“Wild Place: A History of Priest Lake Idaho,” is one of the first comprehensive histories of a northern Idaho vacation spot that remains a relatively wild area. The land spawned many adventures for moonshiners, trappers, loggers, cabin owners and tourists.Generations of Kalispell Indians were the first to occupy the land. A flood of homesteaders, prospectors, speculators and loggers with eyes on the region’s rich natural resources came in the 1890s. The book explains the many reasons, including federal protection and extreme winters, that the land was spared major development.
In a notable incident in the 1920s, silent movie star and would-be Hollywood producer Nell Shipman established a studio at a lodge on the lake and relocated her private zoo there. It included 40 bears, dozens of dogs, bobcats, eagles and other animals. Feeding the animals in the winter was an unforeseen obstacle. Shipman went bankrupt and U.S. Forest Service personnel and lake residents organized to ship them to the San Diego Zoo.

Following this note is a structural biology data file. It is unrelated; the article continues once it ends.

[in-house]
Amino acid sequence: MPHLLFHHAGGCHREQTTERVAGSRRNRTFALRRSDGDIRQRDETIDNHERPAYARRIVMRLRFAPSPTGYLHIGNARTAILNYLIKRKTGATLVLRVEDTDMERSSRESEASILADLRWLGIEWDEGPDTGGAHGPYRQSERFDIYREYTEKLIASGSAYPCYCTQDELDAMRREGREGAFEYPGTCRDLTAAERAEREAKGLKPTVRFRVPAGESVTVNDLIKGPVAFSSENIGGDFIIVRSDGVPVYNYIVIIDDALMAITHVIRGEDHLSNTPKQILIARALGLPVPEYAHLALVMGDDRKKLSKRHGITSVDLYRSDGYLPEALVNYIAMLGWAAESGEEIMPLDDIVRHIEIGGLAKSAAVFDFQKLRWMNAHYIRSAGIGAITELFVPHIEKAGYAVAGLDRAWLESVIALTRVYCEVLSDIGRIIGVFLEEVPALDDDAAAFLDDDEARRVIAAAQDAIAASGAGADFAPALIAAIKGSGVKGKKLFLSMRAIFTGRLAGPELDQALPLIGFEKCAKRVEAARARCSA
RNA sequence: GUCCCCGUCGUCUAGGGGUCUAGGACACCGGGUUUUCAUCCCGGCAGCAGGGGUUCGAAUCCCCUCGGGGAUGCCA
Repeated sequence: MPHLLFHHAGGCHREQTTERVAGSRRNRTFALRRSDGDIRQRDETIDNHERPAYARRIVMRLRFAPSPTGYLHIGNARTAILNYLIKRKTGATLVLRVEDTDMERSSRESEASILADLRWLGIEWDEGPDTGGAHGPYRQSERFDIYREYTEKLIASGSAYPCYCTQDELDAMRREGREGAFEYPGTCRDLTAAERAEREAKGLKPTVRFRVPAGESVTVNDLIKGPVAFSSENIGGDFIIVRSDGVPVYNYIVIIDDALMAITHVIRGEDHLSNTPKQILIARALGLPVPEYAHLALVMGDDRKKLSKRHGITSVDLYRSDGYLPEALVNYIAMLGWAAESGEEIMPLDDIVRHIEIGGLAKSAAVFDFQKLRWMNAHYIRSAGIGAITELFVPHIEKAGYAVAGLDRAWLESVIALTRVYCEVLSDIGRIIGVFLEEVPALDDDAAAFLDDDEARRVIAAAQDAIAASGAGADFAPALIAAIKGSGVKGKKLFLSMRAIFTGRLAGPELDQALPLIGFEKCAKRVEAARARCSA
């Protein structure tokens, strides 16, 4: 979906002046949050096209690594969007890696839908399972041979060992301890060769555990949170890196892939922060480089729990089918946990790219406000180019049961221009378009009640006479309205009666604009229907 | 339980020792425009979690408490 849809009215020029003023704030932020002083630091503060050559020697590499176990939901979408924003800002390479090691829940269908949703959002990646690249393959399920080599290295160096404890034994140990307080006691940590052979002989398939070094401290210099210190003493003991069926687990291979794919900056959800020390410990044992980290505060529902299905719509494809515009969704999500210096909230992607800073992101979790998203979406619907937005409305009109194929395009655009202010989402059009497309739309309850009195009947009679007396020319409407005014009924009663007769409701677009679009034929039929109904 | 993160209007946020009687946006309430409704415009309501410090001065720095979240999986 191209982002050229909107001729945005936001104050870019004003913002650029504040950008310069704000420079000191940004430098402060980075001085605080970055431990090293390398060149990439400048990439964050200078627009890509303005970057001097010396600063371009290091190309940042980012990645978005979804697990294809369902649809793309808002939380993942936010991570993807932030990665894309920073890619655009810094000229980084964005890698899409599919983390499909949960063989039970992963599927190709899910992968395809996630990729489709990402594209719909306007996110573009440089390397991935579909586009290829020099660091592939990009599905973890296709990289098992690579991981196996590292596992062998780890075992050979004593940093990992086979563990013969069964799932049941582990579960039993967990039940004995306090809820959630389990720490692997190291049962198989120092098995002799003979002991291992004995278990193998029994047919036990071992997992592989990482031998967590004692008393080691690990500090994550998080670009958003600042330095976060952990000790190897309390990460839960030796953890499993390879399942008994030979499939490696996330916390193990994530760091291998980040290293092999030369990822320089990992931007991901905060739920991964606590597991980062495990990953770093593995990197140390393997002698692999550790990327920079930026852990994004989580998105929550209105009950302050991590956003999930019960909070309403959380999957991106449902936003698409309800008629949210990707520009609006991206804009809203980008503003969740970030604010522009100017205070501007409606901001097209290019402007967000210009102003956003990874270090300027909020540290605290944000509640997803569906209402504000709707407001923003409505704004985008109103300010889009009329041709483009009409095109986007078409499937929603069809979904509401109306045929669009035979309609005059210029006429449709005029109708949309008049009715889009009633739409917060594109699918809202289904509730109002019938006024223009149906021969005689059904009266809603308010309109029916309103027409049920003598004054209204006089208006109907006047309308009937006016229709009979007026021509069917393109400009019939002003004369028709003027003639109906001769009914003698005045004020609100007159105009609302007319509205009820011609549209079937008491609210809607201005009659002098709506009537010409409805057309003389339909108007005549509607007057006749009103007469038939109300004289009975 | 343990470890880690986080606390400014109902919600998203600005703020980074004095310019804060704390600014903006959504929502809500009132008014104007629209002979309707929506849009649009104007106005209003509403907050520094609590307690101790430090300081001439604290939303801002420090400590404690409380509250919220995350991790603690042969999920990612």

Wildfires and logging companies changed the land, which slowly became a patchwork of federal, state and private holdings that resulted in an array of tensions.
Published by Washington State University Press, the book was written by Kris Runberg Smith, a professor of history at Lindenwood University in St. Charles, Mo., whose great-great-grandfather came to the lake in 1897 as a timber cruiser; and Tom Weitz, president of the Priest Lake Museum Society since 2011. It costs $24.95 and is available through bookstores or WSU Press.